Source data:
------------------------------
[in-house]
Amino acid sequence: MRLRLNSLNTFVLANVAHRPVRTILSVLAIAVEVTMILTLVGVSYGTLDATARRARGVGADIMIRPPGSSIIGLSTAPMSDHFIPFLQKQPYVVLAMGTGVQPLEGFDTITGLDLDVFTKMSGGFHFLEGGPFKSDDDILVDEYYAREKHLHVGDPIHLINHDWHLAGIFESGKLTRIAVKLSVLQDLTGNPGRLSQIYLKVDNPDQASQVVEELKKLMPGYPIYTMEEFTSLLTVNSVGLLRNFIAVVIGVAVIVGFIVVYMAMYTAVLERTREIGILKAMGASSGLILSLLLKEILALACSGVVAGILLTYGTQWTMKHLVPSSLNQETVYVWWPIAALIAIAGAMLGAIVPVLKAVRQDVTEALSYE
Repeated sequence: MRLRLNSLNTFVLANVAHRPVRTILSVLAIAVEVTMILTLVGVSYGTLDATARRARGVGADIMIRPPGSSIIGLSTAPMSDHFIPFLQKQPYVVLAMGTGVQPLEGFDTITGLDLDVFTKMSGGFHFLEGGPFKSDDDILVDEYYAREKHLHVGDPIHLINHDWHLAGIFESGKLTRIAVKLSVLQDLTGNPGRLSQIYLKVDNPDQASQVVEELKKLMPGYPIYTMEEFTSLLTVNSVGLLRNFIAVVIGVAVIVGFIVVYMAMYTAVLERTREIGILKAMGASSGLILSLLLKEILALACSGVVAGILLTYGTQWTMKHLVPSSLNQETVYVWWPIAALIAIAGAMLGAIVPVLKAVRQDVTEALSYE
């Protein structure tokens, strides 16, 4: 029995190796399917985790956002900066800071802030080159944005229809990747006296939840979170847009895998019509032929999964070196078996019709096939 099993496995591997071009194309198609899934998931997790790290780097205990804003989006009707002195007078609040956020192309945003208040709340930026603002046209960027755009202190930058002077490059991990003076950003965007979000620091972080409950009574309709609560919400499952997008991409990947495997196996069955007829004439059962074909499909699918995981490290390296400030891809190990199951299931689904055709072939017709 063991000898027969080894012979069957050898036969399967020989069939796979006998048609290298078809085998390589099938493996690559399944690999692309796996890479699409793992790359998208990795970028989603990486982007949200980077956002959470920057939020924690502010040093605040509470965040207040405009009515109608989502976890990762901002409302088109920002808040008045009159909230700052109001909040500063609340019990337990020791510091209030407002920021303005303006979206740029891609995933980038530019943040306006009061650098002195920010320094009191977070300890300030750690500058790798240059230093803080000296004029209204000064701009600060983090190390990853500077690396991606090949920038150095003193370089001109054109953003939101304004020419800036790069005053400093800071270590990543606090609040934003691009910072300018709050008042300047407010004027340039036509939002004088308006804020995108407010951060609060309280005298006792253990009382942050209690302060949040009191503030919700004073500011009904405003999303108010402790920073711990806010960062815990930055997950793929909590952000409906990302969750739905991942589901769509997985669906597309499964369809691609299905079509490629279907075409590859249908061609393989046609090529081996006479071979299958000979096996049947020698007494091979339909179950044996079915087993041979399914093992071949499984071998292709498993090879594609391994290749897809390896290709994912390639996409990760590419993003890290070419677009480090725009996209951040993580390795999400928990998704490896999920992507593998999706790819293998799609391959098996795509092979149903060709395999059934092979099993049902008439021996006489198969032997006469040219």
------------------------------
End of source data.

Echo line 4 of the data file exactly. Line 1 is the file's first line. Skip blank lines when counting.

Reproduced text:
């Protein structure tokens, strides 16, 4: 029995190796399917985790956002900066800071802030080159944005229809990747006296939840979170847009895998019509032929999964070196078996019709096939 099993496995591997071009194309198609899934998931997790790290780097205990804003989006009707002195007078609040956020192309945003208040709340930026603002046209960027755009202190930058002077490059991990003076950003965007979000620091972080409950009574309709609560919400499952997008991409990947495997196996069955007829004439059962074909499909699918995981490290390296400030891809190990199951299931689904055709072939017709 063991000898027969080894012979069957050898036969399967020989069939796979006998048609290298078809085998390589099938493996690559399944690999692309796996890479699409793992790359998208990795970028989603990486982007949200980077956002959470920057939020924690502010040093605040509470965040207040405009009515109608989502976890990762901002409302088109920002808040008045009159909230700052109001909040500063609340019990337990020791510091209030407002920021303005303006979206740029891609995933980038530019943040306006009061650098002195920010320094009191977070300890300030750690500058790798240059230093803080000296004029209204000064701009600060983090190390990853500077690396991606090949920038150095003193370089001109054109953003939101304004020419800036790069005053400093800071270590990543606090609040934003691009910072300018709050008042300047407010004027340039036509939002004088308006804020995108407010951060609060309280005298006792253990009382942050209690302060949040009191503030919700004073500011009904405003999303108010402790920073711990806010960062815990930055997950793929909590952000409906990302969750739905991942589901769509997985669906597309499964369809691609299905079509490629279907075409590859249908061609393989046609090529081996006479071979299958000979096996049947020698007494091979339909179950044996079915087993041979399914093992071949499984071998292709498993090879594609391994290749897809390896290709994912390639996409990760590419993003890290070419677009480090725009996209951040993580390795999400928990998704490896999920992507593998999706790819293998799609391959098996795509092979149903060709395999059934092979099993049902008439021996006489198969032997006469040219």